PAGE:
Itiba Cahubaba, “Great Bleeding Mother,” is a primary ancestor spirit among those respected deities the Taíno call zemí. Itiba succumbs in childbirth, begetting with her sacrifice the humanity and universe of the Taíno. Her four sons will be creators of the ocean and the land and will beget the living Mother Earth and her support of humanity.
Identified by Caribbean scholar José Juan Arrom, Itiba Cahubaba is notable for her oblong eyes, indicative of Taíno depictions of deities. Itiba’s emaciated arms, always folded over her bulging belly, represent the suffering of her creation. Cosmic navigator, Itiba Cahubaba wears a headdress with four trapezoid incisions that appear to depict the Caribbean winter (short) and summer (long) solstices. According to Arrom, the curvature of her cap informs Taíno navigation.
In Cuba, Itiba Cahubaba is associated with pregnancy, labor, delivery, and—among the people of the eastern mountains—the Virgen de la Caridad del Cobre, the matron saint of the island. Many pregnant and post-natal women attend the Virgen’s shrine in supplication and thanks. Taíno descendants from the Sagua–Baracoa Mountains still make offerings and burn tobacco for the Mother Earth spirit and attribute the success of their crops and the potency of their traditional herbal medicines to her benevolence.1 The names of Caribbean Taíno cosmological personalities also continue to figure in the toponymy of the islands. There is a historic Río Cahobabo and a nearby village Playitas de Cahobabo in the easternmost part of Cuba. The local population from the region of Cahobabo sustains many Native herbal and culinary traditions.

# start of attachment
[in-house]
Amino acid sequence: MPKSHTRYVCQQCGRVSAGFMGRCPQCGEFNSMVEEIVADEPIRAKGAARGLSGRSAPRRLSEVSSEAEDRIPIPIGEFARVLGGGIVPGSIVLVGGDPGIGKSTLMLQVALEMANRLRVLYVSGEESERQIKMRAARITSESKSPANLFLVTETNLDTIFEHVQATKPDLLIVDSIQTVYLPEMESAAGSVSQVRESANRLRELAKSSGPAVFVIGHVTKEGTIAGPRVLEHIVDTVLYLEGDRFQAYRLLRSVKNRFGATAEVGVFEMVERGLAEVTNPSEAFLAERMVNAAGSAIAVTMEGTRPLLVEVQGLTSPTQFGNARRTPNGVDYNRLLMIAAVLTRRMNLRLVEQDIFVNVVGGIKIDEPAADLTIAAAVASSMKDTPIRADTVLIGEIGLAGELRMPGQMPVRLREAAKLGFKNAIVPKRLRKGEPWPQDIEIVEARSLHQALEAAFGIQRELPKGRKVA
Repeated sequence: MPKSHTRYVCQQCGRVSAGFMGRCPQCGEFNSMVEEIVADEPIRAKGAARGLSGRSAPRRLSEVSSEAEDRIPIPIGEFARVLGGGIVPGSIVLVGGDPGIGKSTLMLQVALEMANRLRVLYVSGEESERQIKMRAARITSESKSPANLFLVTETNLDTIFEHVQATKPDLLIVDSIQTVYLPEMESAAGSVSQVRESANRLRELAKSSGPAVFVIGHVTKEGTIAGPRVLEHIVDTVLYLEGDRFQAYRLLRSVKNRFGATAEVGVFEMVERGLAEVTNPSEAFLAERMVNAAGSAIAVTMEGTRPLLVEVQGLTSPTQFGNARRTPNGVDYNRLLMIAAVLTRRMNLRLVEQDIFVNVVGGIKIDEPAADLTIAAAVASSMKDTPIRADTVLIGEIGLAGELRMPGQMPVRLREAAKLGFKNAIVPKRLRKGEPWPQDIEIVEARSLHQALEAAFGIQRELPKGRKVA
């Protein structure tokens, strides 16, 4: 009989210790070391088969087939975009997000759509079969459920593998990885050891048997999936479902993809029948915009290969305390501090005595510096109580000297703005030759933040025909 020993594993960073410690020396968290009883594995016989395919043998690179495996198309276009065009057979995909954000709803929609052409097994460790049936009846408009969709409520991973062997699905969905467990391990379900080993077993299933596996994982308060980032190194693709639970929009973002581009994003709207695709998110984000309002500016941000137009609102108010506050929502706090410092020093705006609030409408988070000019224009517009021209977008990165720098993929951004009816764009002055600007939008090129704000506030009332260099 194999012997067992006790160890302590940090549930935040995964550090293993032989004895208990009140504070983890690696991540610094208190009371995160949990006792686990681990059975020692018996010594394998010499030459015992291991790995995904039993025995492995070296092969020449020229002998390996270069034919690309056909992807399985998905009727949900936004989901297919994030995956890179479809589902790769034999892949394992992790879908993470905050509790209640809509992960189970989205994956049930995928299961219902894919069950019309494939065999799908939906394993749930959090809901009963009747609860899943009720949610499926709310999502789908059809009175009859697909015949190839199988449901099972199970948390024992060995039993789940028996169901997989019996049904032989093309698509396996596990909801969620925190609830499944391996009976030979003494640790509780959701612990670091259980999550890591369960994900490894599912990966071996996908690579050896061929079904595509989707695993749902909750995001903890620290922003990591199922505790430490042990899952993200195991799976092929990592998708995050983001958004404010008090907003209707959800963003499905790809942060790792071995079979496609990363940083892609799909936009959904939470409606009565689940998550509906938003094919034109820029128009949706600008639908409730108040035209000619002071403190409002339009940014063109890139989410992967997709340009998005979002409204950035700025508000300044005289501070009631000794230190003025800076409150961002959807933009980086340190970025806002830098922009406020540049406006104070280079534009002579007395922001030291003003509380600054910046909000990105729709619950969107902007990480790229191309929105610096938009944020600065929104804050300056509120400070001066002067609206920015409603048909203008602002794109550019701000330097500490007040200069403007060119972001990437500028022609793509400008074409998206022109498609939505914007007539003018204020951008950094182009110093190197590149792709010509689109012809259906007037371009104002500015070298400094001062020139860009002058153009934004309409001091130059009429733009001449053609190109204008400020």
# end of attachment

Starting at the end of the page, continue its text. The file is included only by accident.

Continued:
—José Barreiro (Taíno)